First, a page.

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Dean puts a new face on his candidacy

Former Vermont governor Howard Dean shifted his campaign strategy Tuesday to emphasize domestic issues over the war and temper the red-faced outbursts like the one he delivered after losing Iowa, the candidate and his advisers said.
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Former Vermont governor Howard Dean shifted his campaign strategy Tuesday to emphasize domestic issues over the war and temper the red-faced outbursts like the one he delivered after losing Iowa, the candidate and his advisers said.

Dean, after huddling with top aides to regroup from the stinging loss in the Iowa caucuses, sought to portray himself here as a more traditional policy-minded candidate focused on education, health care and jobs. The front-runner for much of the 2004 Democratic campaign suggested he would ease up on his year-long crusade to change the Democratic Party.

"I started out this campaign with a sense that no Democrats were standing up for what Democrats ought to stand up for, that they would only stand up for things that were popular," Dean told reporters in his first news conference since finishing third in Iowa on Monday night.

"Now we have seen a significant change: [the other candidates] are standing for issues I think are important. This is a good opportunity for me to get back to the issues that got me into the race in the first place: balanced budgets, human services and a sense of community we don't seem to have anymore."

More businesslike approach
Dean's strategy shift, the second in as many weeks, comes as the onetime front-runner is fighting to regain momentum. A loss in New Hampshire could signal the beginning of the end of a campaign that only weeks ago seemed almost invincible, Democratic strategists say, though Dean has vowed to stay in the race until the end of the primaries.

"We need to win here in order to prove to people that their vote matters and that we can elect somebody who is not from Washington who is willing to stand up and say what's right instead of what's just popular," Dean said. Even if he loses here, Dean has the financial resources to carry on his campaign for several months, a top aide said.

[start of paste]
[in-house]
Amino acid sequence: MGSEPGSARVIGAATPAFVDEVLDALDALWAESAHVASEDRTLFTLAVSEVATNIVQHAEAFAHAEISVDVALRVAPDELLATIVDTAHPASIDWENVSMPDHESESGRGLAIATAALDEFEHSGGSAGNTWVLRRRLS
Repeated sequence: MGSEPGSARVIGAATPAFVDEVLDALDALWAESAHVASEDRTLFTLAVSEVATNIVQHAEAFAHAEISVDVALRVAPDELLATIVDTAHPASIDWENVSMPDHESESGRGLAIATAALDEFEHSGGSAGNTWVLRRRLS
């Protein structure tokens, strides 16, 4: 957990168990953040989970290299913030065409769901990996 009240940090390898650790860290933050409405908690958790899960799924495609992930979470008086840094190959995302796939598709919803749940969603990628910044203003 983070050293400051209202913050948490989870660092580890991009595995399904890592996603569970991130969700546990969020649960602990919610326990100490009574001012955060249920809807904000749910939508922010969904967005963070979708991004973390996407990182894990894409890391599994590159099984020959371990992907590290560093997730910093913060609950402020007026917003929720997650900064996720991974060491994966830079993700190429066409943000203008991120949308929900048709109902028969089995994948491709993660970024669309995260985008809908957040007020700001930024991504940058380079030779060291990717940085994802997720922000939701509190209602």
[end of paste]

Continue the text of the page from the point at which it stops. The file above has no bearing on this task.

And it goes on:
Dean adopted a more businesslike approach one day after he shocked many Democrats by storming onto the stage in Iowa with arms flailing and face reddening to fire up a huge crowd of younger supporters. Dean ripped off his sports jacket and rolled up his sleeves before waving a wireless microphone at the audience and shouting his vow to continue his fight for the nomination, listing state after state where primaries are scheduled. Videotape of the appearance was replayed frequently on television Tuesday.

"I thought I owed them . . . passion," Dean said, explaining how he was simply feeding off the energy of 3,000 supporters gathered for the event.

Joe Trippi, Dean's campaign manager, blamed the Iowa loss on the campaign's decision to engage in a negative fight with rival Rep. Richard A. Gephardt of Missouri, who dropped out of the race Tuesday. The harsh back-and-forth only reinforced worries among some Democratic voters that Dean lacks the temperament to win the White House, analysts said. Gephardt "almost wrecked our" campaign, Trippi said.

Ideas 'stolen'
Yet polling data from Iowa suggests bigger problems for Dean, who built a campaign relying on young voters and opposition to the war in Iraq. Dean lost to Sen. John F. Kerry (D-Mass.) among the 75 percent of Iowa voters who opposed the war. Kerry also beat Dean among the youngest voters. Dean said he has not analyzed polling data to determine whether other changes must be made.

Dean's advisers said angrily Monday night that Kerry and Sen. John Edwards (D-N.C.) "stole" his populist, people-vs.-the-powerful campaign theme. But analysts note that winning presidential candidates frequently co-opt ideas, phrases and tones that resonate with voters. Some strategists said Dean is copying the optimistic and solution-oriented approach Democrats credited for Kerry's win in Iowa and Edwards's close second-place finish.

"Today, I am going to give a different kind of speech," he told supporters here. "Those of you who came here intending to be lifted by . . . a lot of red-meat rhetoric are going to be a little disappointed." Dean spent more than an hour highlighting his record as a five-term governor of Vermont, emphasizing his streak of balanced budgets. "We need a president who can manage money and think ahead." The message was similar to previous campaign speeches, but the tone more subdued.

Dean plans to use his huge fundraising advantage to dominate the airwaves in the final week and blend back into the field of five candidates competing hard to win here. Dean raised more than $40 million last year, a new party record, but he has spent it more liberally than rivals, so the next week could prove the biggest test yet of his ability to raise funds. On Tuesday, Dean asked supporters to pony up $1 million to win New Hampshire.

Dean has no plans to air any negative ads, including the one criticizing fellow Democrats for backing the war that backfired in Iowa, an aide said.

Early polls show Dean leading Kerry and retired Gen. Wesley K. Clark, but those surveys don't account for the Iowa results, so analysts said the race will probably tighten. A top Dean aide predicted Kerry will rocket into the lead as early as Wednesday, which could give Dean a breather from the relentless attacks from rivals, as the other candidates focus on Kerry and Clark.

A Dean adviser called Thursday night's debate the biggest of the campaign and one that could allow the former Vermont governor to regain his footing in New Hampshire.

Assistant polling director Claudia Deane in Washington contributed to this report.